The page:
Data mining methodologies in educational organizations

Date of Completion

January 2005


Education, Tests and Measurements|Education, Administration|Education, Technology of|Information Science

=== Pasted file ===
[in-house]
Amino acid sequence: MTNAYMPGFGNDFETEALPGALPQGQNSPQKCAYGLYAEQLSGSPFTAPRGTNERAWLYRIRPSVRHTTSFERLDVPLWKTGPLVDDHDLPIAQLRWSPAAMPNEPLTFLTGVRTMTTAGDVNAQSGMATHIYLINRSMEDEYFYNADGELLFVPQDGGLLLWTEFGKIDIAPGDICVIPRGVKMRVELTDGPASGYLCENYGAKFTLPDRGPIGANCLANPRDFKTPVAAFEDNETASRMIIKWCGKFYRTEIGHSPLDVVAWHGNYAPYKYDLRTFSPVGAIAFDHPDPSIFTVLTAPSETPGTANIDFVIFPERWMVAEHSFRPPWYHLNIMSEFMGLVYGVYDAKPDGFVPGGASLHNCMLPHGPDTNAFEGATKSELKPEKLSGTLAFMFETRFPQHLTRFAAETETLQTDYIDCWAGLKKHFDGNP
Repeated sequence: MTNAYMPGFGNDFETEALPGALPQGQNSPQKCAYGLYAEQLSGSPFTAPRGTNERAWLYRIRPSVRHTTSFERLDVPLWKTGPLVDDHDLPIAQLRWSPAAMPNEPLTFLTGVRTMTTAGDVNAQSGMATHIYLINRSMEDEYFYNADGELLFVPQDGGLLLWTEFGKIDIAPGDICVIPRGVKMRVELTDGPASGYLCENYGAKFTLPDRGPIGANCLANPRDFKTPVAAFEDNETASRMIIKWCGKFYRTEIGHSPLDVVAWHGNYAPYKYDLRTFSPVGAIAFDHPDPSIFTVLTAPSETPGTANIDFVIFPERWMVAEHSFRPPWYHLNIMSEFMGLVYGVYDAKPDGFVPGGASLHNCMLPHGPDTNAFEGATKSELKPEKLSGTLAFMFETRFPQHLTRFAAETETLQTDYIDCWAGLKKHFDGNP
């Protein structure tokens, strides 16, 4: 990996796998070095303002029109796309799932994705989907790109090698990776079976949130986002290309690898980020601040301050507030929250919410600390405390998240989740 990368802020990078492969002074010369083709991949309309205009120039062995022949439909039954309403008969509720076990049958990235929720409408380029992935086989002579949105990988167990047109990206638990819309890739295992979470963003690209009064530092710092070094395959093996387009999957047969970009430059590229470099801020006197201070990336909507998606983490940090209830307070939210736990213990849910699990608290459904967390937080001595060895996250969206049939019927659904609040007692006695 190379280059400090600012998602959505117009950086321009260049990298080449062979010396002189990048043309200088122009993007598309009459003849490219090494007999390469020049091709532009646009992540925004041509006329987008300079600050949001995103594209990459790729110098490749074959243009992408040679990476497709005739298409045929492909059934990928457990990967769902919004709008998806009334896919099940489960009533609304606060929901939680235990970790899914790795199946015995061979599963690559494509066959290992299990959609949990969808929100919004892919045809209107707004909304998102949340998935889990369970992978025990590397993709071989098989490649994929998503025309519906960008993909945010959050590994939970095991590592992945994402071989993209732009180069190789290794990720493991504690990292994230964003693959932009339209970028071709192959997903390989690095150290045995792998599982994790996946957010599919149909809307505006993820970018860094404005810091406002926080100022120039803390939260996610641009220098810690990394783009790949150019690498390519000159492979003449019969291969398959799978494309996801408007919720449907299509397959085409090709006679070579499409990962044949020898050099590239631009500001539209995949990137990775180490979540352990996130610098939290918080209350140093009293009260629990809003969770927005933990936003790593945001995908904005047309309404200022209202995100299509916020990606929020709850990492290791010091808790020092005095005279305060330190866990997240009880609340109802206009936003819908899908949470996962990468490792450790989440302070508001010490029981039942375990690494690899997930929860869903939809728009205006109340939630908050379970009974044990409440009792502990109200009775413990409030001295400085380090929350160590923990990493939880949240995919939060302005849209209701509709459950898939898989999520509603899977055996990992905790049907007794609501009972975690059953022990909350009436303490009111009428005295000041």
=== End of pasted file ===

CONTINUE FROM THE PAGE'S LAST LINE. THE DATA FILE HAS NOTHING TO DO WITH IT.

Never before in the history of public education in the United States have schools been held to the level of accountability required by the No Child Left Behind (NCLB) Act. Unquestionably, NCLB is the most data-driven measure for monitoring student achievement ever imposed on states and local municipalities by federal legislators. Educators must report their data, but more importantly, they must understand their data and use it to make informed decisions that will lead to the Adequate Yearly Progress (AYP) mandated by this legislation. ^ Technological advances in predictive analytics have made it possible to analyze tremendously large data sets to reveal relationships among variables that even the most informed experts could not have predicted. This process, known as data mining, differs significantly from traditional statistical analyses in that it involves Exploratory Data Analysis (EDA) and is not driven by any a priori hypotheses. ^ This study proved that the CRoss-Industry Standard Process for Data Mining (CRISP-DM), a non-proprietary data mining process that was developed for and is currently used in the business world, can be transferred to educational settings and provide a start-to-end structure that is capable of producing operationally actionable information to address the student achievement questions of educational leaders. Data mining programs that contain the Classification and Regression Tree (CART) algorithm, like the one used in this study (SPSS's Clementine), can strongly predict student performance within a cohort of students. Furthermore, this study showed that the CART algorithm is able to predict the performance of one cohort of students from the performance model of a different cohort of students with moderate correlational values. By using these analyses, educators can identify the important variables influencing their students' achievement. ^ These findings elicit both elation and caution regarding the use of data mining methodologies as a tool for improving student achievement. Further study is required to determine if the techniques used in this study can be universally applied and the extent to which the information gleaned from data mining analyses can be used by educational organizations to make decisions that lead to improved student achievement. ^